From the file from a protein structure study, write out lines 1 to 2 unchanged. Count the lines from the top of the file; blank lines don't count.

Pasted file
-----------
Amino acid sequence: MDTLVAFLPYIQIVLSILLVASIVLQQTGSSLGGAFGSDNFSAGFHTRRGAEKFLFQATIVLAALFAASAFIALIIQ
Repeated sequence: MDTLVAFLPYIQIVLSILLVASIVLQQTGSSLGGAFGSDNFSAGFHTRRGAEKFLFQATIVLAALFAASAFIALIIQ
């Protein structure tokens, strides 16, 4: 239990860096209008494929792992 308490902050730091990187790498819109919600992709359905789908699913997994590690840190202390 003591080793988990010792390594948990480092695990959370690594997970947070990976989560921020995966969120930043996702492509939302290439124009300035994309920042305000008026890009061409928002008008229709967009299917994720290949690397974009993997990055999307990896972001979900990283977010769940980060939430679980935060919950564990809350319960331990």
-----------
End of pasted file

Amino acid sequence: MDTLVAFLPYIQIVLSILLVASIVLQQTGSSLGGAFGSDNFSAGFHTRRGAEKFLFQATIVLAALFAASAFIALIIQ
Repeated sequence: MDTLVAFLPYIQIVLSILLVASIVLQQTGSSLGGAFGSDNFSAGFHTRRGAEKFLFQATIVLAALFAASAFIALIIQ